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TacklingTaint Could Boost Market Postion

MISSISSIPPI - The US Catfish market is static and flavour problems are hampering progress in what is becoming an increasingly competitive international market, says advisers at Mississippi's State University.

US producers are battling to consistently deliver delicious fillets to consumers, they are losing out to imports and valuable market potential.

Farmers need to focus on delivering a high-quality product that is reared as efficiently as possible, saidTerry Hanson, an agricultural economist with the Mississippi State University Extension Service. Poor flavour is a very serious problem for the farmed catfish industry and producers must adopt control strategies to minimise the chances of producing tainted meat.

“Survey information indicates that every pond in the Mississippi catfish industry averaged seven 'off-flavour' occurrences a year. The off-flavour prevents ponds from being harvested an average of 59 days per pond each year,” he explained.

Studies by the Mississippi Agricultural and Forestry Experiment Station, show that these flavour-related harvest delays cost Mississippi's industry an average of $23 million a year between 1997 to 1999. The situation has improved since then, but the flavour issue remains a key problem in developing the market and improving returns.

Flavour problems are reducing market potential for US Catfish.

Taint is often caused by odorous compounds in the water or feed of catfish. These are absorbed across the gills or the gastrointestinal tracts of catfish and deposited in fatty tissues. The compounds are eventually are metabolized or excreted, but the meat will be 'off-flavour' if the fish are harvested while the compounds remain in their bodies. .

Scavenge effects

Craig Tucker, a MAFES researcher at the Thad Cochran National Warmwater Aquaculture Center in Stoneville, described the off-flavours include 'fishy,' 'rotten fish' or 'decay/vegetal'. These can be caused when fish scavenge for foods other than the manufactured diets provided by the farmer. With good feed management, these off-flavours are not very prevalent, but it can take months for fish to purge these from their systems.

Other common water-borne off-flavors are described as 'musty' or 'earthy', are mostly found in the summer and are algae-related. But this can be treated effectively.

“Musty off-flavour is the most common natural phenomenon. It’s very difficult to change what nature wants. Nature wants blue-green algae in ponds, and it’s very hard to manage them out,” said Mr Tucker Jim Steeby, aquaculture specialist with the Mississippi State University Extension Service, said off-flavour most commonly occurs in the warm-weather months and so treatment regimes should be strategically targeted to counteract potential problems.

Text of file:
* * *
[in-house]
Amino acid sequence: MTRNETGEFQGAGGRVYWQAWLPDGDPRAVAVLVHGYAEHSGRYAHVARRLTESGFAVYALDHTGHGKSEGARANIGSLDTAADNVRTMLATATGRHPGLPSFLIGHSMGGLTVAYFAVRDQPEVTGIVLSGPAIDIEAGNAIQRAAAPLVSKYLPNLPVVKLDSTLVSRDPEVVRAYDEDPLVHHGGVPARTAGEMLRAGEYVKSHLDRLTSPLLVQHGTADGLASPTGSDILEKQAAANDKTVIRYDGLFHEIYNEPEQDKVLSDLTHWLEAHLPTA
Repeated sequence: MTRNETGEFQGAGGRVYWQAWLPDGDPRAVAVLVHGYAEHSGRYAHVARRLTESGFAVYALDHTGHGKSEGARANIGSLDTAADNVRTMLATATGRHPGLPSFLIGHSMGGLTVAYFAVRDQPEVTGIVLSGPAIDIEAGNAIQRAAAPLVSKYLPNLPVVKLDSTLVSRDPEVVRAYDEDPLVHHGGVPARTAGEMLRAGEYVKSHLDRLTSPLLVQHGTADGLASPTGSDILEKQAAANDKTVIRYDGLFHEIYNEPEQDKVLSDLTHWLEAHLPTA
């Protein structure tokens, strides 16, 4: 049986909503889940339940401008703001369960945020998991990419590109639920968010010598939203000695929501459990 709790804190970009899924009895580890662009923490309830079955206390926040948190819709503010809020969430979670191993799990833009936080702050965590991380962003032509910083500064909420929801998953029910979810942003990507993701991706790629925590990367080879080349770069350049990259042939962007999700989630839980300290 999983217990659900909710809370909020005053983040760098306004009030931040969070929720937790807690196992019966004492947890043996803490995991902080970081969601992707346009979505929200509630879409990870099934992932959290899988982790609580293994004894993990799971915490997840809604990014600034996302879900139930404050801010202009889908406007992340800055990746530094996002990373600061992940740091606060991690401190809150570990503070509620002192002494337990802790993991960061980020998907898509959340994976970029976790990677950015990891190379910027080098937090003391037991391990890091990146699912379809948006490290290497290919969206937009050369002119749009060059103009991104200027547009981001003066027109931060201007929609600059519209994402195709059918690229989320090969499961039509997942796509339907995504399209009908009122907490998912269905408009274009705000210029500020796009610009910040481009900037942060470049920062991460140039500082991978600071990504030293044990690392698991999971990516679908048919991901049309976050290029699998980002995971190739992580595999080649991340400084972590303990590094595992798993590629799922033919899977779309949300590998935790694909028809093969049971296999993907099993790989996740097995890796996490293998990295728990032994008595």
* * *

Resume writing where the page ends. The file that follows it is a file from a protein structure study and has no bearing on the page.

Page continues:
“Our treatment season starts in mid-April to May until water temperatures drop below 70 degrees, usually in late October,” Steeby said. He is encouraging growers to work on their off-flavour problems going into the fall because once the water temperatures get below 70 degrees, off-flavour compounds tend to subside, although they can still remain in catfish tissues due to the fish's lower metabolic rate.

Off-flavour problems caused by algae can be corrected quickly during the summer months, when water temperatures are warm, but they can take months to remedy in colder climates.

“If you have fish that are off-flavour, there is no instant way to fix it,” You must solve the algae problem and allow the fish to purge,” advised Mr Tucker.

Algal problem

Two types of blue-green algae are responsible for the problem and both are easy to identify:

  • MIB, produced by Oscillatoria perornata,
  • Geosmin, produced by a species of Anabaena
“If the fish have an earthy, musty flavour, the water should be checked under a microscope for odorous algae. If you have it, you can treat it. If they’re not there, you have to just wait," Tucker said And it is vital to ensure the presence of the algae before treating the pond because pools can be clear of algae faster than the catfish can purge the compounds from their systems.

“The off-flavour in the fish may be from algae present a few weeks before you checked the pond. If odour-producing algae are not present, using herbicides will not help,” he added.


Copper sulphate is the most common treatment for blue-green algae, but this chemical can be difficult to dissolve and often sinks to the bottom of the pond.
Using Diuron will become and option this year. The chemical is about to receive full registration for use in catfish ponds after 10 years evaluation through the licensing process.

“Diuron takes a long time to work, but is much less expensive than the alternatives,” said Tucker.